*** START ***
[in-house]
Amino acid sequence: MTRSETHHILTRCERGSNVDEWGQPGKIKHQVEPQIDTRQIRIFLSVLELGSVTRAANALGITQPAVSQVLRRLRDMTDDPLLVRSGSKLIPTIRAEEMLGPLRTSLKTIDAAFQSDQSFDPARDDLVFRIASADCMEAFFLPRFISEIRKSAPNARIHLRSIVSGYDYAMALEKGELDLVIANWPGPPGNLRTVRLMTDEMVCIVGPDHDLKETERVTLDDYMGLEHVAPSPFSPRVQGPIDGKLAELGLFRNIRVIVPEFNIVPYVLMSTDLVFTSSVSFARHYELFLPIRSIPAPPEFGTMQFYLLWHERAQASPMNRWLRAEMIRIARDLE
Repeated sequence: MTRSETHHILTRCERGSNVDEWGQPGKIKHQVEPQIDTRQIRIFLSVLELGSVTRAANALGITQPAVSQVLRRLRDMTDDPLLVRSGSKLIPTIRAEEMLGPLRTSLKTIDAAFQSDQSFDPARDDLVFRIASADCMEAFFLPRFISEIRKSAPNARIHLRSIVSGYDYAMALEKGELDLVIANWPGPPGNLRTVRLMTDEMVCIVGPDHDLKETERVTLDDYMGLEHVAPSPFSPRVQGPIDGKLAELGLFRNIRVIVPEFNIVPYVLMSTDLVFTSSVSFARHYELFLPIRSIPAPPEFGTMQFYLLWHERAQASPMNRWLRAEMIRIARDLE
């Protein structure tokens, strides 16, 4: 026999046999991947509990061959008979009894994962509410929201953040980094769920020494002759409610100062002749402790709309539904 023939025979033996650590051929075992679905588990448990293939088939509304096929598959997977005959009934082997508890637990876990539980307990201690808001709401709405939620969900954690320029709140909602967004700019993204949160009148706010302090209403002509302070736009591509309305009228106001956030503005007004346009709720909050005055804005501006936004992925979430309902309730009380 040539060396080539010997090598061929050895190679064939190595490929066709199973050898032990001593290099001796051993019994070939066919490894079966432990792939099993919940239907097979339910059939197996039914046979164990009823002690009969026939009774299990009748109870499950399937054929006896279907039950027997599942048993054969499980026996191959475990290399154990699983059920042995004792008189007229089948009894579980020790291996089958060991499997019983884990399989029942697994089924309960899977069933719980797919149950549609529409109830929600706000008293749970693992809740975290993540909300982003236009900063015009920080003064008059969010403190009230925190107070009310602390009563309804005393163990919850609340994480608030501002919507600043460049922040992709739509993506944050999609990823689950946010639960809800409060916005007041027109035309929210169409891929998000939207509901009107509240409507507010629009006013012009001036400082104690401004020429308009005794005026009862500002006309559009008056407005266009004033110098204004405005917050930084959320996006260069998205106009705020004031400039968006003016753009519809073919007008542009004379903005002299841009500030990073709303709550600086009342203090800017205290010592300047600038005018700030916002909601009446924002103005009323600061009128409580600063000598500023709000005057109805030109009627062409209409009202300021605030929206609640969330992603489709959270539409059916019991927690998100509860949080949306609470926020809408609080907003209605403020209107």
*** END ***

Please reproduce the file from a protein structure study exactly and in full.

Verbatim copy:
[in-house]
Amino acid sequence: MTRSETHHILTRCERGSNVDEWGQPGKIKHQVEPQIDTRQIRIFLSVLELGSVTRAANALGITQPAVSQVLRRLRDMTDDPLLVRSGSKLIPTIRAEEMLGPLRTSLKTIDAAFQSDQSFDPARDDLVFRIASADCMEAFFLPRFISEIRKSAPNARIHLRSIVSGYDYAMALEKGELDLVIANWPGPPGNLRTVRLMTDEMVCIVGPDHDLKETERVTLDDYMGLEHVAPSPFSPRVQGPIDGKLAELGLFRNIRVIVPEFNIVPYVLMSTDLVFTSSVSFARHYELFLPIRSIPAPPEFGTMQFYLLWHERAQASPMNRWLRAEMIRIARDLE
Repeated sequence: MTRSETHHILTRCERGSNVDEWGQPGKIKHQVEPQIDTRQIRIFLSVLELGSVTRAANALGITQPAVSQVLRRLRDMTDDPLLVRSGSKLIPTIRAEEMLGPLRTSLKTIDAAFQSDQSFDPARDDLVFRIASADCMEAFFLPRFISEIRKSAPNARIHLRSIVSGYDYAMALEKGELDLVIANWPGPPGNLRTVRLMTDEMVCIVGPDHDLKETERVTLDDYMGLEHVAPSPFSPRVQGPIDGKLAELGLFRNIRVIVPEFNIVPYVLMSTDLVFTSSVSFARHYELFLPIRSIPAPPEFGTMQFYLLWHERAQASPMNRWLRAEMIRIARDLE
């Protein structure tokens, strides 16, 4: 026999046999991947509990061959008979009894994962509410929201953040980094769920020494002759409610100062002749402790709309539904 023939025979033996650590051929075992679905588990448990293939088939509304096929598959997977005959009934082997508890637990876990539980307990201690808001709401709405939620969900954690320029709140909602967004700019993204949160009148706010302090209403002509302070736009591509309305009228106001956030503005007004346009709720909050005055804005501006936004992925979430309902309730009380 040539060396080539010997090598061929050895190679064939190595490929066709199973050898032990001593290099001796051993019994070939066919490894079966432990792939099993919940239907097979339910059939197996039914046979164990009823002690009969026939009774299990009748109870499950399937054929006896279907039950027997599942048993054969499980026996191959475990290399154990699983059920042995004792008189007229089948009894579980020790291996089958060991499997019983884990399989029942697994089924309960899977069933719980797919149950549609529409109830929600706000008293749970693992809740975290993540909300982003236009900063015009920080003064008059969010403190009230925190107070009310602390009563309804005393163990919850609340994480608030501002919507600043460049922040992709739509993506944050999609990823689950946010639960809800409060916005007041027109035309929210169409891929998000939207509901009107509240409507507010629009006013012009001036400082104690401004020429308009005794005026009862500002006309559009008056407005266009004033110098204004405005917050930084959320996006260069998205106009705020004031400039968006003016753009519809073919007008542009004379903005002299841009500030990073709303709550600086009342203090800017205290010592300047600038005018700030916002909601009446924002103005009323600061009128409580600063000598500023709000005057109805030109009627062409209409009202300021605030929206609640969330992603489709959270539409059916019991927690998100509860949080949306609470926020809408609080907003209605403020209107």